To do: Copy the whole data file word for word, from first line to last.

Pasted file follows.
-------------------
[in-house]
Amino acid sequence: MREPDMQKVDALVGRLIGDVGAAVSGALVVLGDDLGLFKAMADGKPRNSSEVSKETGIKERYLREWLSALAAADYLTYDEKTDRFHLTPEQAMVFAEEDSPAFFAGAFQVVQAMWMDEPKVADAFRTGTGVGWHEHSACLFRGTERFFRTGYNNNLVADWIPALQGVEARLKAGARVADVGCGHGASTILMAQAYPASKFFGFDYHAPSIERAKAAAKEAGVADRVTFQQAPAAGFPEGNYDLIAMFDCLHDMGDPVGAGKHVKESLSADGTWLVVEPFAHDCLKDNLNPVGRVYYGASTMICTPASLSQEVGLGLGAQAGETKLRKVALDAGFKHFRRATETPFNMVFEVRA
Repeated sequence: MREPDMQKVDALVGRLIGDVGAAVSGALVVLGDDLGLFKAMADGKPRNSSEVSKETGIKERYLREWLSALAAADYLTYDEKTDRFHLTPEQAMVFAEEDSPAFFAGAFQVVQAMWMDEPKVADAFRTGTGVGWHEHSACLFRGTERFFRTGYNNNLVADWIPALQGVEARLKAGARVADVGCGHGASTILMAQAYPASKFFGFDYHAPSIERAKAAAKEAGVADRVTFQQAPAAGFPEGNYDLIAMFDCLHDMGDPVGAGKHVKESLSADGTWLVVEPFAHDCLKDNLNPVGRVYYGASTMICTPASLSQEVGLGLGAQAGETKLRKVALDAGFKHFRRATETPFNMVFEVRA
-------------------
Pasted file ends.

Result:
[in-house]
Amino acid sequence: MREPDMQKVDALVGRLIGDVGAAVSGALVVLGDDLGLFKAMADGKPRNSSEVSKETGIKERYLREWLSALAAADYLTYDEKTDRFHLTPEQAMVFAEEDSPAFFAGAFQVVQAMWMDEPKVADAFRTGTGVGWHEHSACLFRGTERFFRTGYNNNLVADWIPALQGVEARLKAGARVADVGCGHGASTILMAQAYPASKFFGFDYHAPSIERAKAAAKEAGVADRVTFQQAPAAGFPEGNYDLIAMFDCLHDMGDPVGAGKHVKESLSADGTWLVVEPFAHDCLKDNLNPVGRVYYGASTMICTPASLSQEVGLGLGAQAGETKLRKVALDAGFKHFRRATETPFNMVFEVRA
Repeated sequence: MREPDMQKVDALVGRLIGDVGAAVSGALVVLGDDLGLFKAMADGKPRNSSEVSKETGIKERYLREWLSALAAADYLTYDEKTDRFHLTPEQAMVFAEEDSPAFFAGAFQVVQAMWMDEPKVADAFRTGTGVGWHEHSACLFRGTERFFRTGYNNNLVADWIPALQGVEARLKAGARVADVGCGHGASTILMAQAYPASKFFGFDYHAPSIERAKAAAKEAGVADRVTFQQAPAAGFPEGNYDLIAMFDCLHDMGDPVGAGKHVKESLSADGTWLVVEPFAHDCLKDNLNPVGRVYYGASTMICTPASLSQEVGLGLGAQAGETKLRKVALDAGFKHFRRATETPFNMVFEVRA